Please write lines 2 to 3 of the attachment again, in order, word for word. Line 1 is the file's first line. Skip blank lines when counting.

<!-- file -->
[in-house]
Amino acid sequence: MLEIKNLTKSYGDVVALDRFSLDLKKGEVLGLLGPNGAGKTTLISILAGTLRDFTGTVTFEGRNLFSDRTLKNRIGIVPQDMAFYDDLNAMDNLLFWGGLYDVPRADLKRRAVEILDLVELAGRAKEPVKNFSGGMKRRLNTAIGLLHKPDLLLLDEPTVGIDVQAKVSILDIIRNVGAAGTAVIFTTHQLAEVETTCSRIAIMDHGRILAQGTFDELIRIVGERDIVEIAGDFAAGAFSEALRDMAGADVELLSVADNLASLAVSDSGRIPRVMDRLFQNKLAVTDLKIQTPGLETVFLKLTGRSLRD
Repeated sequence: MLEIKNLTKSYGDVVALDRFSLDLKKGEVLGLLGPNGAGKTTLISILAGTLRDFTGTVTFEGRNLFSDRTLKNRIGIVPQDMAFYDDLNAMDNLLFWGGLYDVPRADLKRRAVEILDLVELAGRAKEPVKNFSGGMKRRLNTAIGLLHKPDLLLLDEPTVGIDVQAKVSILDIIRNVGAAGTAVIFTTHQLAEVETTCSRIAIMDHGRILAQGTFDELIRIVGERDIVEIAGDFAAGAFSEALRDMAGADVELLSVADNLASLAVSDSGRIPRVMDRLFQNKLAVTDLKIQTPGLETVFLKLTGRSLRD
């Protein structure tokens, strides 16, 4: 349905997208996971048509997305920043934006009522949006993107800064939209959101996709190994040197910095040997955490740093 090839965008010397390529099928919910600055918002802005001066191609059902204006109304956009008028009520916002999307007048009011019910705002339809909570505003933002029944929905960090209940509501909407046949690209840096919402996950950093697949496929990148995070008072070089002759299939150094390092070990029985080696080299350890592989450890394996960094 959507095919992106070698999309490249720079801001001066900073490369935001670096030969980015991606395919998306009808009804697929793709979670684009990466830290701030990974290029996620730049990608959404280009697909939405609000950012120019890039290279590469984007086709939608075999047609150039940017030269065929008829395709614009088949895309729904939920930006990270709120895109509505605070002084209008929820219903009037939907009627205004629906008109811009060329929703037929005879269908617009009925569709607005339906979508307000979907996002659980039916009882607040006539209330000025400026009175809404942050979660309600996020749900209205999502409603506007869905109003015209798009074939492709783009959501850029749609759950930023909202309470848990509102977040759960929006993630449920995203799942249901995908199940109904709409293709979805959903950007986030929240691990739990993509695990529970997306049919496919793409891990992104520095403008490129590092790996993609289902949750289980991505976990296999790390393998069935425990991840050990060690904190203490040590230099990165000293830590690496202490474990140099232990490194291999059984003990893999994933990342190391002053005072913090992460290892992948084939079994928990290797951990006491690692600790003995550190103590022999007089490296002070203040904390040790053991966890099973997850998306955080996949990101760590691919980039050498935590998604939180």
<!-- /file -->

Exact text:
Amino acid sequence: MLEIKNLTKSYGDVVALDRFSLDLKKGEVLGLLGPNGAGKTTLISILAGTLRDFTGTVTFEGRNLFSDRTLKNRIGIVPQDMAFYDDLNAMDNLLFWGGLYDVPRADLKRRAVEILDLVELAGRAKEPVKNFSGGMKRRLNTAIGLLHKPDLLLLDEPTVGIDVQAKVSILDIIRNVGAAGTAVIFTTHQLAEVETTCSRIAIMDHGRILAQGTFDELIRIVGERDIVEIAGDFAAGAFSEALRDMAGADVELLSVADNLASLAVSDSGRIPRVMDRLFQNKLAVTDLKIQTPGLETVFLKLTGRSLRD
Repeated sequence: MLEIKNLTKSYGDVVALDRFSLDLKKGEVLGLLGPNGAGKTTLISILAGTLRDFTGTVTFEGRNLFSDRTLKNRIGIVPQDMAFYDDLNAMDNLLFWGGLYDVPRADLKRRAVEILDLVELAGRAKEPVKNFSGGMKRRLNTAIGLLHKPDLLLLDEPTVGIDVQAKVSILDIIRNVGAAGTAVIFTTHQLAEVETTCSRIAIMDHGRILAQGTFDELIRIVGERDIVEIAGDFAAGAFSEALRDMAGADVELLSVADNLASLAVSDSGRIPRVMDRLFQNKLAVTDLKIQTPGLETVFLKLTGRSLRD